Heathfield Coffee Morning in aid of Age Concern , Tools for Self Reliance and other organisations has become something of a tradition. A large part of the money goes to Age Concern Chester. Last year the money was not needed for the Heathfield Day Centre, so it has gone to one of the four Day Centres in Ellesmere Port, The Regency, which needed money for essential decorating and repairs. It has actually paid for replastering the walls. The Regency is open from Monday to Thursday every week and caters for many people.
It is good to know that this link has been made in an area where day care is even more needed.
There will be another Coffee Morning this year – Saturday 9th June.


The recent combination of severe flooding and quite icy conditions has seen large numbers of wintering swans on the River Dee in Chester with a peak total of 42 at The Groves. Further out on the estuary marshes up to 150 Beswick, whooper and mute swans have been feeding together on the rich supply of grasses. At the W.W.T. Reserve at Martin Mere they have had a record number of 1500 whooper swans fly in for the winter, as well as up to 100 or so Beswicks. The Beswicks and whoopers will stay for a few more weeks before flying home to Iceland, Greenland or Russia where they breed, before making the return journey to Britain next autumn. They will be joined by thousands of other wild birds, ducks, geese and swans on their migratory journeys. Similarly from the middle of March we will receive an influx of thousands of birds from warmer countries to the south, starting with wheaters, chiff chaff and willow warblers, and closely followed by cuckoo, sand & house martins and swallows. Also look up into the sky at times for the possible sighting of passage birds of prey such as the osprey and red kite.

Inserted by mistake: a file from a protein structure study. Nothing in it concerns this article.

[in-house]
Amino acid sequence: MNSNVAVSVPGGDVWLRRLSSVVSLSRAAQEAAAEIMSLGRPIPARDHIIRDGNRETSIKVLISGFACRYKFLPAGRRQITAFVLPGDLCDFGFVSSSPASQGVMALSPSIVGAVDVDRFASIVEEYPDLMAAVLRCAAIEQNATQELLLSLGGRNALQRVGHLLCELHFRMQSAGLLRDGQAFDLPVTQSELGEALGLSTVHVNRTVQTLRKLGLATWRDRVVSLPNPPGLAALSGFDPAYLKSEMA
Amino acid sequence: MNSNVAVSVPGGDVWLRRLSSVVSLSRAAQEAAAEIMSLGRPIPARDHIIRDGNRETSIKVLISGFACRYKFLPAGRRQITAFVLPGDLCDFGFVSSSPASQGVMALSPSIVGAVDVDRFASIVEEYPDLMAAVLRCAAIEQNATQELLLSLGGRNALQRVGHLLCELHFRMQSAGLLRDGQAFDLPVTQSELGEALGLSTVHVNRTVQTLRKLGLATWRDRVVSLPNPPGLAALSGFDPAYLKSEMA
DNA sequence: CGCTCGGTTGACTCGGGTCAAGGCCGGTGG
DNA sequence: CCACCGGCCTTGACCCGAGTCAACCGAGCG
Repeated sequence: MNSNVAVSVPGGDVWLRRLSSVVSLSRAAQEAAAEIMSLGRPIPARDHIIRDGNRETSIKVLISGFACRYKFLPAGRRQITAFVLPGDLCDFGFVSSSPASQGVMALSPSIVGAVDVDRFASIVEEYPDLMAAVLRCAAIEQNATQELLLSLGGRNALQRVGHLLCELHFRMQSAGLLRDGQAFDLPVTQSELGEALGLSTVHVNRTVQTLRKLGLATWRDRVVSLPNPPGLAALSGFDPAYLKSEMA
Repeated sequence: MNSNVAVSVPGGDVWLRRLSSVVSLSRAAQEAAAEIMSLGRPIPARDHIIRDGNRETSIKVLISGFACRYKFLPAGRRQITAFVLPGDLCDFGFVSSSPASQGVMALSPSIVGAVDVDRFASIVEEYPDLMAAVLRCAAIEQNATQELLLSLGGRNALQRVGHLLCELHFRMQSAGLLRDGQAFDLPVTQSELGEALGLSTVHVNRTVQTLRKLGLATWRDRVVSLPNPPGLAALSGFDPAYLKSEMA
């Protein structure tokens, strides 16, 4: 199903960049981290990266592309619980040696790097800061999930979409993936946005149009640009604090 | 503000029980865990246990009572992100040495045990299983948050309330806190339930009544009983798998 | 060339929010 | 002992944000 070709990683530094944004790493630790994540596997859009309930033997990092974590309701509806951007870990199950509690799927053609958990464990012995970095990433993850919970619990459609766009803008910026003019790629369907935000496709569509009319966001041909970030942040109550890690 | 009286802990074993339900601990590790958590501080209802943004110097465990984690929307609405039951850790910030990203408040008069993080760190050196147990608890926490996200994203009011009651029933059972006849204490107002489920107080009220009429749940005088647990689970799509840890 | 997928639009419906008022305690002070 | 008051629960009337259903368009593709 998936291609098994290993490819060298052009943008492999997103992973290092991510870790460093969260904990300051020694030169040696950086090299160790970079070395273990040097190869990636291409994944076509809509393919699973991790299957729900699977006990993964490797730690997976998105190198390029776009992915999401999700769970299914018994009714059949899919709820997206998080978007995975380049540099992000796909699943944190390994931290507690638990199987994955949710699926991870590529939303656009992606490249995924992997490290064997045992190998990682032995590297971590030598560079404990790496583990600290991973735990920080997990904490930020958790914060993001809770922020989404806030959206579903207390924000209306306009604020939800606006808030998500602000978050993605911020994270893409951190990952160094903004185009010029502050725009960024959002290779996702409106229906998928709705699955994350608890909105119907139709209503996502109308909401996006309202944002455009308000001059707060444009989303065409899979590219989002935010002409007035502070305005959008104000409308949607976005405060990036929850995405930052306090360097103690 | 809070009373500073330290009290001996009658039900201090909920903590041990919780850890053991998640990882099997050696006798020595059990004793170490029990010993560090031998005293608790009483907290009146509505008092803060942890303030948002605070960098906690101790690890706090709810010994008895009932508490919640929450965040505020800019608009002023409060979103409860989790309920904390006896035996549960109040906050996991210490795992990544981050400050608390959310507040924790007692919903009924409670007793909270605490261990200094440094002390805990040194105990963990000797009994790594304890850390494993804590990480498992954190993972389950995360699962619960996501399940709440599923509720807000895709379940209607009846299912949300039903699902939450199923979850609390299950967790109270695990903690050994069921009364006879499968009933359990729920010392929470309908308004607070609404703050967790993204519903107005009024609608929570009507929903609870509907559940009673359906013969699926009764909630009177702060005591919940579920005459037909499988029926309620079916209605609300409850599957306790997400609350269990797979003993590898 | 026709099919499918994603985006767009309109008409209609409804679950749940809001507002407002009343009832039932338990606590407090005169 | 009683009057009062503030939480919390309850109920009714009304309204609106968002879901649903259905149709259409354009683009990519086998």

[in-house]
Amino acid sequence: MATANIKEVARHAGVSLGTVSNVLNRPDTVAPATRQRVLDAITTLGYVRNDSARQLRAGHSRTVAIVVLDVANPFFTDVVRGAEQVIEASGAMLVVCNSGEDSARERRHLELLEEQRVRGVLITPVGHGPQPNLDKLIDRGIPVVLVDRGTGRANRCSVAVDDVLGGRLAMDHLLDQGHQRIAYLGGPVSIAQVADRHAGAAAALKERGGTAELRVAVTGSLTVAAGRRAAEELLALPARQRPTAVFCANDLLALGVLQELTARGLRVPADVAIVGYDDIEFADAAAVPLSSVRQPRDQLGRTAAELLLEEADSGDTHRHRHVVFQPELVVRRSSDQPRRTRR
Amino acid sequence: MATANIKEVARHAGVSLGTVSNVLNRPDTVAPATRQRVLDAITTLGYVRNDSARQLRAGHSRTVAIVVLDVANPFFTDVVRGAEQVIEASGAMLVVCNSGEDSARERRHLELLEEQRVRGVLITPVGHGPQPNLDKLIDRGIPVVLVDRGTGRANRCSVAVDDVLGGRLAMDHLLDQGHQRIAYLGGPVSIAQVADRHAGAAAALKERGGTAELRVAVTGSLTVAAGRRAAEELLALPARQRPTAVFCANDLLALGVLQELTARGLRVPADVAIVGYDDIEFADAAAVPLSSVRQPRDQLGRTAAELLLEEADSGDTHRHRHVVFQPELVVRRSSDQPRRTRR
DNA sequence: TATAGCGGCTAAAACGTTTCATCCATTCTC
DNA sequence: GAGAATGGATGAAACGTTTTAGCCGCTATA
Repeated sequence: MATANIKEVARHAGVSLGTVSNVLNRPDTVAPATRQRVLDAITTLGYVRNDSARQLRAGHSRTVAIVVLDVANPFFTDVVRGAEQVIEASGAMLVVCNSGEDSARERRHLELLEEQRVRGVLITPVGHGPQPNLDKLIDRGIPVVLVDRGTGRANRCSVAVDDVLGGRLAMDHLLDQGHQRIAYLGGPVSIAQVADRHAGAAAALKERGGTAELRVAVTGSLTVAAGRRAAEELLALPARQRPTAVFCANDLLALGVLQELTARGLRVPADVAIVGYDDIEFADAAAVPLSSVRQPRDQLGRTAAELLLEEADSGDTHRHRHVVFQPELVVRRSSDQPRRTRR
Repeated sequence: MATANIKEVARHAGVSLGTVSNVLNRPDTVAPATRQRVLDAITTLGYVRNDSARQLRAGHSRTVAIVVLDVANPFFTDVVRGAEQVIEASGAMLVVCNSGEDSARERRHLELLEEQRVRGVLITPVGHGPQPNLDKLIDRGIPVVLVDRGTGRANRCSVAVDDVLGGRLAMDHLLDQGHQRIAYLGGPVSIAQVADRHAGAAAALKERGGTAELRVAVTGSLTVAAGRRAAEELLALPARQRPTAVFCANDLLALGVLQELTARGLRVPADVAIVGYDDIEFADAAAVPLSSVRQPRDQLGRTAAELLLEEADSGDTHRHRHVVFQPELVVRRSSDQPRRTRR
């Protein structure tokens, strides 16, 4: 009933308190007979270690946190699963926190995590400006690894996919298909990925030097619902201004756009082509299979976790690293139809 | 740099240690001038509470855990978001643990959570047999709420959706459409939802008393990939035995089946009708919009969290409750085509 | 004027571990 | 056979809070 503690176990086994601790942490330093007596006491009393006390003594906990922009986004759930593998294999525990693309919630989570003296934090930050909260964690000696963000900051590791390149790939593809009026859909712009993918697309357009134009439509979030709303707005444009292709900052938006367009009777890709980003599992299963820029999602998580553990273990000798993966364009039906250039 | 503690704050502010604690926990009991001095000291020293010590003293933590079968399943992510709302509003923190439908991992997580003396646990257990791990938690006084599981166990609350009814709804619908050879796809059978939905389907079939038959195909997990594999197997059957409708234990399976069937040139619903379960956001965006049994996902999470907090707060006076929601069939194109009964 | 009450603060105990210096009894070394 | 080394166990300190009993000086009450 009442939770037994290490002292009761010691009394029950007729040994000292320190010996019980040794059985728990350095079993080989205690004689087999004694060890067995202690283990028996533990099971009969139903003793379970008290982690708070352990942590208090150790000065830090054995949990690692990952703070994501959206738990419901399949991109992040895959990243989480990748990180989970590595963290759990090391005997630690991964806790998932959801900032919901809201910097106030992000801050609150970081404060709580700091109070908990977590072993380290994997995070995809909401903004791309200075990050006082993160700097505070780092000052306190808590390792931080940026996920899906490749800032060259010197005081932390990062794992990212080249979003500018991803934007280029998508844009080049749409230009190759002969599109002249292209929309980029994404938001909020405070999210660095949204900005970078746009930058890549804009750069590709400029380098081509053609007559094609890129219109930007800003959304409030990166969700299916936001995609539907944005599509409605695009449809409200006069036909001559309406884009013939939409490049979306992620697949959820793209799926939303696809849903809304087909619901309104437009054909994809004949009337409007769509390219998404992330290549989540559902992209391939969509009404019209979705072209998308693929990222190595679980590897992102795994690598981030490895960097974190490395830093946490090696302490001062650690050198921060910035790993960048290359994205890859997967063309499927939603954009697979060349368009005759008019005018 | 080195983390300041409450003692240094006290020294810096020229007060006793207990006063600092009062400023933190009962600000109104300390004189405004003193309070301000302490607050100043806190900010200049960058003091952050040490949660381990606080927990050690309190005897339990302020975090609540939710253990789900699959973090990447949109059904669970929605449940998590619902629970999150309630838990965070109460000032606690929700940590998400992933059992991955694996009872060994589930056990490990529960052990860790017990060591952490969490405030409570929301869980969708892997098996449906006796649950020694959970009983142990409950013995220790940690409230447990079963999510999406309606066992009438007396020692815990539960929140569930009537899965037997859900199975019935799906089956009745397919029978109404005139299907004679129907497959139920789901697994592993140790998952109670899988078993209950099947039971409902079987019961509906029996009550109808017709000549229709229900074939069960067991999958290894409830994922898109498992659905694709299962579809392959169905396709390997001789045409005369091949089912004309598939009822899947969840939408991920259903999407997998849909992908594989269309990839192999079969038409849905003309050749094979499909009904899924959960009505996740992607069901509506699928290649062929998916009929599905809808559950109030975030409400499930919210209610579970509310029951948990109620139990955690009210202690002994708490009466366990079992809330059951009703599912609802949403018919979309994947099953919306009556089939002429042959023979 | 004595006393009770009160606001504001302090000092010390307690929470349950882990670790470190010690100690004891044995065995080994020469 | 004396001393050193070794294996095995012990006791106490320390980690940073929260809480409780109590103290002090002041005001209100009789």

Despite the recent icy conditions, the length and warmth of sun during the day has persuaded some mature pairs of mute swans to begin to pair off, and chase immature swans from "their patch". The Christleton pair have returned to the Pit from their journeys around the district to be confronted with up to four other mute swans. Fighting has inevitably taken place, and despite several attempts to chase off the intruders, one pair has remained persistant. The cob from this pair is from the same clutch as the new young female, and he too recognises that Christleton Pit is by instinct and breeding his own territory!! The floating nest site will be supplied with straw at the end of February, in order that cygnets can be produced in early May.